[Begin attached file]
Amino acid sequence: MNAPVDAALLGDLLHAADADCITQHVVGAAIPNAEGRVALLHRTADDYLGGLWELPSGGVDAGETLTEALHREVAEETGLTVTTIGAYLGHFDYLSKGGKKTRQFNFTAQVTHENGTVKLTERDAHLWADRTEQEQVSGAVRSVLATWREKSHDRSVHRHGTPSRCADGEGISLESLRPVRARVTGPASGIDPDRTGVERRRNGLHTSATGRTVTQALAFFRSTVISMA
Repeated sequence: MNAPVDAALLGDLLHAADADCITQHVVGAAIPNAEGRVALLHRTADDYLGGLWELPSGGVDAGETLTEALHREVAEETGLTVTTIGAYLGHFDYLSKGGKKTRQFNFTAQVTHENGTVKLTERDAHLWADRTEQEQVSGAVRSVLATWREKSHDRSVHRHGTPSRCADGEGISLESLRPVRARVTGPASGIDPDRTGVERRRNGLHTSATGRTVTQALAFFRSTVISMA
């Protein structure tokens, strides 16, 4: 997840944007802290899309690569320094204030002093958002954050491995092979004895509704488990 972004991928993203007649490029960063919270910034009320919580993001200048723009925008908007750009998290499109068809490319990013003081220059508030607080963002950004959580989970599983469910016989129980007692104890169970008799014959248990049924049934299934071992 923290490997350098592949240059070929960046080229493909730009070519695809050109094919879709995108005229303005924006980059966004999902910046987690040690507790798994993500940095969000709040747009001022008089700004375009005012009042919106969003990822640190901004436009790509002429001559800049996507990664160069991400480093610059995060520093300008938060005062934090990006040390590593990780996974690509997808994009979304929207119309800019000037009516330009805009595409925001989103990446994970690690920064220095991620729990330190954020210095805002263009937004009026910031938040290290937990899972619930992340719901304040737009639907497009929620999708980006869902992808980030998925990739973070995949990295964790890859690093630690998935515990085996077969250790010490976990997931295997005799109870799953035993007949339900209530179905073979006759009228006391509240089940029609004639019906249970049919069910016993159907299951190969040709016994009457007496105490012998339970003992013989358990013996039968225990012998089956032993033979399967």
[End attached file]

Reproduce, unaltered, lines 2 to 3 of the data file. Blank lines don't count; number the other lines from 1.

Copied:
Repeated sequence: MNAPVDAALLGDLLHAADADCITQHVVGAAIPNAEGRVALLHRTADDYLGGLWELPSGGVDAGETLTEALHREVAEETGLTVTTIGAYLGHFDYLSKGGKKTRQFNFTAQVTHENGTVKLTERDAHLWADRTEQEQVSGAVRSVLATWREKSHDRSVHRHGTPSRCADGEGISLESLRPVRARVTGPASGIDPDRTGVERRRNGLHTSATGRTVTQALAFFRSTVISMA
């Protein structure tokens, strides 16, 4: 997840944007802290899309690569320094204030002093958002954050491995092979004895509704488990 972004991928993203007649490029960063919270910034009320919580993001200048723009925008908007750009998290499109068809490319990013003081220059508030607080963002950004959580989970599983469910016989129980007692104890169970008799014959248990049924049934299934071992 923290490997350098592949240059070929960046080229493909730009070519695809050109094919879709995108005229303005924006980059966004999902910046987690040690507790798994993500940095969000709040747009001022008089700004375009005012009042919106969003990822640190901004436009790509002429001559800049996507990664160069991400480093610059995060520093300008938060005062934090990006040390590593990780996974690509997808994009979304929207119309800019000037009516330009805009595409925001989103990446994970690690920064220095991620729990330190954020210095805002263009937004009026910031938040290290937990899972619930992340719901304040737009639907497009929620999708980006869902992808980030998925990739973070995949990295964790890859690093630690998935515990085996077969250790010490976990997931295997005799109870799953035993007949339900209530179905073979006759009228006391509240089940029609004639019906249970049919069910016993159907299951190969040709016994009457007496105490012998339970003992013989358990013996039968225990012998089956032993033979399967």